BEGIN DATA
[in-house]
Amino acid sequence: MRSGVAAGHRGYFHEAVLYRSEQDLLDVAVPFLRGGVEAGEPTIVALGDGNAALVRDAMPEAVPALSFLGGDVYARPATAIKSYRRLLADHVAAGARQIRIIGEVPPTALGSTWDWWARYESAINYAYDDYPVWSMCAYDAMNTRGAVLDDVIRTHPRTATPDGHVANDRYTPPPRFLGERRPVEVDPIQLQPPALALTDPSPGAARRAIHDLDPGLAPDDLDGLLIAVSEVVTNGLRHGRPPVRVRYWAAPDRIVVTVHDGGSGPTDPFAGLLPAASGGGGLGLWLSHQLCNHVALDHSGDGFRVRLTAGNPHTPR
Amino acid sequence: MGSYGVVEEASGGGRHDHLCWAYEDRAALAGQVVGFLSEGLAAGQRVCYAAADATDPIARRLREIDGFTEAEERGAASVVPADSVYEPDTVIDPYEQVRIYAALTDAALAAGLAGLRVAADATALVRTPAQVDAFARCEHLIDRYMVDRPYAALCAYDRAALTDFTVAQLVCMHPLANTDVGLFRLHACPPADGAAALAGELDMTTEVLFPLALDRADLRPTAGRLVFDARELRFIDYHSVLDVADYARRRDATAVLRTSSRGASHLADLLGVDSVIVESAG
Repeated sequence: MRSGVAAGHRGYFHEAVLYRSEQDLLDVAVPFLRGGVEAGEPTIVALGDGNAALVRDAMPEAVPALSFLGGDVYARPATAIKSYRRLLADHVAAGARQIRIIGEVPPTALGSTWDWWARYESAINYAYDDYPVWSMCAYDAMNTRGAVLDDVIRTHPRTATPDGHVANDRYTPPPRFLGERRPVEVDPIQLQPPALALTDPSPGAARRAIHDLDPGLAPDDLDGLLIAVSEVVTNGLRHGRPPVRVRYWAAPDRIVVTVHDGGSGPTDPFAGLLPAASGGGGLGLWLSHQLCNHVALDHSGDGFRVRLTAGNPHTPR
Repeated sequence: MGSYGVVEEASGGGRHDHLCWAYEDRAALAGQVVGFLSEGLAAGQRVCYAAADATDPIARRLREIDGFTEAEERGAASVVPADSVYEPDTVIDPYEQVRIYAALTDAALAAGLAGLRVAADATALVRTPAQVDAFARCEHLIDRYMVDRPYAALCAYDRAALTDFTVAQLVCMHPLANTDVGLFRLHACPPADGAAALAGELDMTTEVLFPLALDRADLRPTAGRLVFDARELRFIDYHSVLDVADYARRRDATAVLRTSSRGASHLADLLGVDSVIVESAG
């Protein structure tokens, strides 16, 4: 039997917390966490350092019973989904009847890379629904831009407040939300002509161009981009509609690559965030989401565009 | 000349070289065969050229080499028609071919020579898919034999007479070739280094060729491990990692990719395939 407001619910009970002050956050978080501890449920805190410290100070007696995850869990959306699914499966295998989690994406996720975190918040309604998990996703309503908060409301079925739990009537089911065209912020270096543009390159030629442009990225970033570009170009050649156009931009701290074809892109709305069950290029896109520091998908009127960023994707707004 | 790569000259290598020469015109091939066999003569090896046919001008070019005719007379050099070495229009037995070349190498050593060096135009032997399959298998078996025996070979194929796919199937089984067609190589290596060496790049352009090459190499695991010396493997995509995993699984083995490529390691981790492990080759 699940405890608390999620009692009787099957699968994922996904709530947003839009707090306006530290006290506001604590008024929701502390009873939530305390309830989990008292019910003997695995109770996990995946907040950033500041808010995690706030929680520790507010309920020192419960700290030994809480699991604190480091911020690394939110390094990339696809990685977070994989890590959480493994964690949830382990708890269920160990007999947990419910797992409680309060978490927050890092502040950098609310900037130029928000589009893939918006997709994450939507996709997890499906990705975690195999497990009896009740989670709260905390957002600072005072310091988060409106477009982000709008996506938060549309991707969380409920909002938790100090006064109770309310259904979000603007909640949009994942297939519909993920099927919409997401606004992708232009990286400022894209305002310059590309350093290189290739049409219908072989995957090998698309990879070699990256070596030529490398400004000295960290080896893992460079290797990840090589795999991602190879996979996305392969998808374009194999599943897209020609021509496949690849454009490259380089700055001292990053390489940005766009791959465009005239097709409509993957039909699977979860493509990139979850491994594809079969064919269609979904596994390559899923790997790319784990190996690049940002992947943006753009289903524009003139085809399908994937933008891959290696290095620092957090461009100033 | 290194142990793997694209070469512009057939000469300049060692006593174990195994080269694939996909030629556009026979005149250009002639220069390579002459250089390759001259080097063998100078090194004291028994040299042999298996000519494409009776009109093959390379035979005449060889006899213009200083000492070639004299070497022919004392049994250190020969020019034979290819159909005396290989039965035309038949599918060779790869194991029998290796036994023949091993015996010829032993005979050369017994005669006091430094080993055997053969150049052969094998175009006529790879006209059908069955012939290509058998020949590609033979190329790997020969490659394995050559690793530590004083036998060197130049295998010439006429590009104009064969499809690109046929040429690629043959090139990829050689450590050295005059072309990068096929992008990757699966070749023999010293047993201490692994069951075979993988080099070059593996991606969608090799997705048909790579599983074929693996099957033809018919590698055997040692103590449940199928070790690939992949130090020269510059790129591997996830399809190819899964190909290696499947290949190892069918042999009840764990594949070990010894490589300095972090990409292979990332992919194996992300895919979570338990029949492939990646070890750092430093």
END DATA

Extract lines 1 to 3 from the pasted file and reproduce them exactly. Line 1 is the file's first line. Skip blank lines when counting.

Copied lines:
[in-house]
Amino acid sequence: MRSGVAAGHRGYFHEAVLYRSEQDLLDVAVPFLRGGVEAGEPTIVALGDGNAALVRDAMPEAVPALSFLGGDVYARPATAIKSYRRLLADHVAAGARQIRIIGEVPPTALGSTWDWWARYESAINYAYDDYPVWSMCAYDAMNTRGAVLDDVIRTHPRTATPDGHVANDRYTPPPRFLGERRPVEVDPIQLQPPALALTDPSPGAARRAIHDLDPGLAPDDLDGLLIAVSEVVTNGLRHGRPPVRVRYWAAPDRIVVTVHDGGSGPTDPFAGLLPAASGGGGLGLWLSHQLCNHVALDHSGDGFRVRLTAGNPHTPR
Amino acid sequence: MGSYGVVEEASGGGRHDHLCWAYEDRAALAGQVVGFLSEGLAAGQRVCYAAADATDPIARRLREIDGFTEAEERGAASVVPADSVYEPDTVIDPYEQVRIYAALTDAALAAGLAGLRVAADATALVRTPAQVDAFARCEHLIDRYMVDRPYAALCAYDRAALTDFTVAQLVCMHPLANTDVGLFRLHACPPADGAAALAGELDMTTEVLFPLALDRADLRPTAGRLVFDARELRFIDYHSVLDVADYARRRDATAVLRTSSRGASHLADLLGVDSVIVESAG